I think one of the biggest issues for me is that in each book of the series, Spensa seems to meet a new eccentric and diverse group of friends. Though this process felt more organic in the previous entries in the series, in Cytonic, Spensa literally steals a ship from this new group of people, only for them to automatically forgive her because she is such a great pilot and they want to recruit her. This quick turnaround was completely unbelievable to me and was made even worse by the fact that Spensa inevitably has to leave this group behind to go back home. It is obvious that Spensa picks up belonging in this  temporary group to accomplish her short-term goals and that she’ll move on when she’s gotten what she’s wanted. 

 

“I’d never had any other options in life. It was fight or be destroyed. But now I’d seen that wasn’t the only way to live. It was the first time in my life I’d actually had a chance to escape the war. I had to consider it. How could I not?”

 

But Cytonic likes to pretend that Spensa is conflicted by how much she likes the group of people she literally just met, and enamored by the illusion of the life she could have with them. However, I wasn’t fooled for a second—I knew Spensa wouldn’t give up her life with what’s left of humanity on Detritus, or her fight with the Delvers. And I found it annoying that I had to watch her entertain these supposed thoughts of letting her home, her mission, her friends, and her love interest all go for a flight of fancy. I felt this whole supposed struggle was completely out of character for Spensa and I even found myself skimming to get through her so obviously temporary inner-conflict.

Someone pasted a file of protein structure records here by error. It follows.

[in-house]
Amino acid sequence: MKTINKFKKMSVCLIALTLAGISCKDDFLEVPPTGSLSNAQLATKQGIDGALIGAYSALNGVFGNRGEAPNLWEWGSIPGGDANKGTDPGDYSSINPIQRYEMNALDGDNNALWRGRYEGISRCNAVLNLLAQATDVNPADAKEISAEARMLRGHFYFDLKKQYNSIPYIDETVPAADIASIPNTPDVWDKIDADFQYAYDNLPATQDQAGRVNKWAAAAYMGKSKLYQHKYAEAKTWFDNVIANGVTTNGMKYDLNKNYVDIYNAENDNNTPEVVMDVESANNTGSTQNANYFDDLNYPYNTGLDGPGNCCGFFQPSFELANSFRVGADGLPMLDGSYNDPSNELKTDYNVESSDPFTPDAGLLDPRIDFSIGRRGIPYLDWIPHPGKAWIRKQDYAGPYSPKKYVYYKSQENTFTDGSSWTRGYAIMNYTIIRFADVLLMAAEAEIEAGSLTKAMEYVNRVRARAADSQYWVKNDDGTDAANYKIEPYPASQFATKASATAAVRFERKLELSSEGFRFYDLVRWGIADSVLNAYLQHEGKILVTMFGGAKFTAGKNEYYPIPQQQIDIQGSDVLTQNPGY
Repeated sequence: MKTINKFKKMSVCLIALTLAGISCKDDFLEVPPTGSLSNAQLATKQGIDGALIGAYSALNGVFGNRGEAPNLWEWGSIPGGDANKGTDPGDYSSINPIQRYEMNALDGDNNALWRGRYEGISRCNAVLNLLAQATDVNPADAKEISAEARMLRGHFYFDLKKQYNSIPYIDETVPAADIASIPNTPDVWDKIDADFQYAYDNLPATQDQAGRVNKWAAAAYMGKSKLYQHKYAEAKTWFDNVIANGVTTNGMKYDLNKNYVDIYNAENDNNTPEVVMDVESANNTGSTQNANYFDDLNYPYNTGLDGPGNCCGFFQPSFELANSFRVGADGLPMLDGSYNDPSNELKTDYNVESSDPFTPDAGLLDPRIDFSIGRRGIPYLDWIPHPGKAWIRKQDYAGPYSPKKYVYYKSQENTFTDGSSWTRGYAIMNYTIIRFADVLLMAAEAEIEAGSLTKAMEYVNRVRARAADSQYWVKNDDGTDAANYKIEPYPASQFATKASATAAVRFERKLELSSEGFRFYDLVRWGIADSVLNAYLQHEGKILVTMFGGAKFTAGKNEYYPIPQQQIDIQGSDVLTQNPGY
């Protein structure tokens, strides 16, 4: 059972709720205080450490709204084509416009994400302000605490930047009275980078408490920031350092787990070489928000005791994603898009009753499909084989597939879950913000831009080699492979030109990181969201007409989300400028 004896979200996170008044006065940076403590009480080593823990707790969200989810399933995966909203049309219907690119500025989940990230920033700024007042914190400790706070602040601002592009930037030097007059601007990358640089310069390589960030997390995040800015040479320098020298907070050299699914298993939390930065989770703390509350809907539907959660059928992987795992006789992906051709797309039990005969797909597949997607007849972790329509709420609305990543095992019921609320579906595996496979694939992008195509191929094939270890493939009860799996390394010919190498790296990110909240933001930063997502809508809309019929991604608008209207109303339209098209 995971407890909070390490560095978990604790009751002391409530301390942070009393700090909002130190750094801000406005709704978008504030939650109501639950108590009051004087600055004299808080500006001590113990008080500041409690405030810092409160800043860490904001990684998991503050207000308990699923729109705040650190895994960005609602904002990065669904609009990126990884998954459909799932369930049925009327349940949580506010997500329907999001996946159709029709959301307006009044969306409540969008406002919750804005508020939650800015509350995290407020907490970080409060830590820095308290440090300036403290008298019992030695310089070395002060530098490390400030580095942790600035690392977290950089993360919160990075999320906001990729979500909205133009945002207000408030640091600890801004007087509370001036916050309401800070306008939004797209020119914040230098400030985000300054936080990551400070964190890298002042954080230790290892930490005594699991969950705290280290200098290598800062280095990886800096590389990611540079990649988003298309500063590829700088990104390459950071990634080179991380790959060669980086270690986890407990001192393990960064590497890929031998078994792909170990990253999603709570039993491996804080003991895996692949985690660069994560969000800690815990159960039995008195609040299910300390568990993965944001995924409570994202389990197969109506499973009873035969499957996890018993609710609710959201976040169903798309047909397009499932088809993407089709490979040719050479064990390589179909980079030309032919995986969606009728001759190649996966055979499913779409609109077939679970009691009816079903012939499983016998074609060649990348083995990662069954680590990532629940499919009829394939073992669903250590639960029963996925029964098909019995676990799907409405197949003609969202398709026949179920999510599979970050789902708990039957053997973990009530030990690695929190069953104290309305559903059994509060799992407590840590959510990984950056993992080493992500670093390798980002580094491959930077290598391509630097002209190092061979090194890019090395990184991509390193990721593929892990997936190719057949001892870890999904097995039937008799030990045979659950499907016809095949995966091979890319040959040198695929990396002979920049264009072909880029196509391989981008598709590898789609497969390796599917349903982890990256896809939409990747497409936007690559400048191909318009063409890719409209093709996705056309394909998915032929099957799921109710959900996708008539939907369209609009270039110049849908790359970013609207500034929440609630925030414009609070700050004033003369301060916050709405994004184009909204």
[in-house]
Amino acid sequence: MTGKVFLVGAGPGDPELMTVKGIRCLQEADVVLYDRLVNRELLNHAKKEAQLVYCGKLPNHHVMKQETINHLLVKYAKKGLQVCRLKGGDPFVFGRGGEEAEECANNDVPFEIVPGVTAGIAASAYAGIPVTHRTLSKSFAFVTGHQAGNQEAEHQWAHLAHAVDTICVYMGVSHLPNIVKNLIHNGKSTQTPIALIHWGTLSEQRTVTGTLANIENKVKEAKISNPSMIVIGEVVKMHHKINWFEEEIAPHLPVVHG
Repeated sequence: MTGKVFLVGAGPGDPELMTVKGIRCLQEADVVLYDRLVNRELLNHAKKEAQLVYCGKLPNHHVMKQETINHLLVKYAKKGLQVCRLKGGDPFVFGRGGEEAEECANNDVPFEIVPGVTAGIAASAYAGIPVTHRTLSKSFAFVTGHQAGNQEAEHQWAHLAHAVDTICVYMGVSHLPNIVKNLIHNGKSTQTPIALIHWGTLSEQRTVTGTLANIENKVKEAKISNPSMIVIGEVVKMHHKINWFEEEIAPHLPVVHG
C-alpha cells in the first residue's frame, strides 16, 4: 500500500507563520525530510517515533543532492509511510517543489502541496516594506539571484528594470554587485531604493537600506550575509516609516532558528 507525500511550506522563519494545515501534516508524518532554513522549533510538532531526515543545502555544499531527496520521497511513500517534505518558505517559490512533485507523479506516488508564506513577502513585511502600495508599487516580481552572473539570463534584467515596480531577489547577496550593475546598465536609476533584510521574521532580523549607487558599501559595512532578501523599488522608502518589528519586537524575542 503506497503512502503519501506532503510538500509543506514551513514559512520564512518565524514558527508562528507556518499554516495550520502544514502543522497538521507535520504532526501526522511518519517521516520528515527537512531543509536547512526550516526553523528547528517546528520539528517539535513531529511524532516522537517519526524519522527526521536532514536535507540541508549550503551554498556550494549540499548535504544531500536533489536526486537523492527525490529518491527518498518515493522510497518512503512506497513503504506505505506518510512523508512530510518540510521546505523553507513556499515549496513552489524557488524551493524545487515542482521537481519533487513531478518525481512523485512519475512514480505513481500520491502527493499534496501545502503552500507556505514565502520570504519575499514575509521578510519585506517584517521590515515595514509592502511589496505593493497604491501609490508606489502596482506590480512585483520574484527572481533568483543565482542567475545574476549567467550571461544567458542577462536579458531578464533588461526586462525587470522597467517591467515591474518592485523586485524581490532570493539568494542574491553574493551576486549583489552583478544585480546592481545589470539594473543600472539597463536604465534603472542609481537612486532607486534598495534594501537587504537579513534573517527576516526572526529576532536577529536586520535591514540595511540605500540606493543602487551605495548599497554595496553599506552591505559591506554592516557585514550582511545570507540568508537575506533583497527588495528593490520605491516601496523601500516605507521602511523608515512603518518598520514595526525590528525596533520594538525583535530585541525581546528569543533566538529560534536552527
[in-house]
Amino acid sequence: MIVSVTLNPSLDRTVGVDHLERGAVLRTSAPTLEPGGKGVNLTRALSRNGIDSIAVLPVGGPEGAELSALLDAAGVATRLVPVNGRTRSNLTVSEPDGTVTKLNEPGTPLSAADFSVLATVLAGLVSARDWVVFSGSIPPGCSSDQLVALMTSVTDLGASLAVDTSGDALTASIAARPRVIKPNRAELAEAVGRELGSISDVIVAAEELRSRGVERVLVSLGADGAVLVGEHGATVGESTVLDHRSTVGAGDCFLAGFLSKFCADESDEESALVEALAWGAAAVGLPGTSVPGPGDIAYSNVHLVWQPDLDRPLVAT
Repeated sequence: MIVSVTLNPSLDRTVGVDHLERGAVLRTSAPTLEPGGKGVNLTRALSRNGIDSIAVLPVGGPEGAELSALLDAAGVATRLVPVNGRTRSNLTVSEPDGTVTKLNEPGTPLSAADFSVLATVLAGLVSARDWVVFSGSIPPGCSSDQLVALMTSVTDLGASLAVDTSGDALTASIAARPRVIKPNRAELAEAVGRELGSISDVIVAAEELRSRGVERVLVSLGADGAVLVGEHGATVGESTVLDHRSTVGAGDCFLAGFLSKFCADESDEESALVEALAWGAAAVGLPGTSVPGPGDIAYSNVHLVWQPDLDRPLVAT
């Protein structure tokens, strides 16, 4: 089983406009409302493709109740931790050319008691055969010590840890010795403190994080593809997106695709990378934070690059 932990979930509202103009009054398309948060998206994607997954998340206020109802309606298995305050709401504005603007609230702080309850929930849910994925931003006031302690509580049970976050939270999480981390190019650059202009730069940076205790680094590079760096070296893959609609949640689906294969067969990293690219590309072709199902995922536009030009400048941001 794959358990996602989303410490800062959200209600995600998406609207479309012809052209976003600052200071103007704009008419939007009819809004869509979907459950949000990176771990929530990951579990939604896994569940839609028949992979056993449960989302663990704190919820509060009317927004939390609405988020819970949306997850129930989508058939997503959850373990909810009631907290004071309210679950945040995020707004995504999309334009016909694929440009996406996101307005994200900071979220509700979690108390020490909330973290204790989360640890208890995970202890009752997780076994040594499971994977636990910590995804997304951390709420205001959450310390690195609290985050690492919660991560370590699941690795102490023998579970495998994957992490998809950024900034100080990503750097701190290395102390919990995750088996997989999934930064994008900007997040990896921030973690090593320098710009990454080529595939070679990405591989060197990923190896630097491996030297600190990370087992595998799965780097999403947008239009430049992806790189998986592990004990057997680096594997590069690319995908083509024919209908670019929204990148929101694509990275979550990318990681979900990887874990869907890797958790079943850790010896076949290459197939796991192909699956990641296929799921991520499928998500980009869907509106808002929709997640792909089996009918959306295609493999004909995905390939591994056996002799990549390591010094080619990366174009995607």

Despite not buying any of Spensa’s inner agonizing or her supposed profound bond with her new friends, I still enjoyed parts of the novel. Like the rest of the series, Cytonic manages to make flying a starship, something I would tell you I had absolutely no interest in whatsoever before this series, believable and exciting. The description of how this interstellar flight works—with gravity caps, light lines, acclivity rings, and all of the other technical terms, shows off author Brandon Sanderson’s prowess at world-building and for lack of a better term, magical systems. 

 

Sadly, Spensa’s ability as a pilot, bravado, and her trusty companions Doomslug and M-Bot were just not enough to save Cytonic for me. Plus, it was getting harder to suspend my disbelief that this young adult woman, who has been through more than ever and makes galaxy-altering decisions at the drop of the hat, is still talking about the inconvenience of eye holes when drinking out of the skulls of her enemies. M-Bot’s prattling also felt more like mouth diarrhea for the sake of mouth diarrhea than actually humorous or entertaining this time around too. I also couldn’t help but to mentally roll my eyes when characters are making unnecessary jokes and references during intense life or death situations where concentration was of the utmost importance. Sadly, it all just felt a forced to me this time around.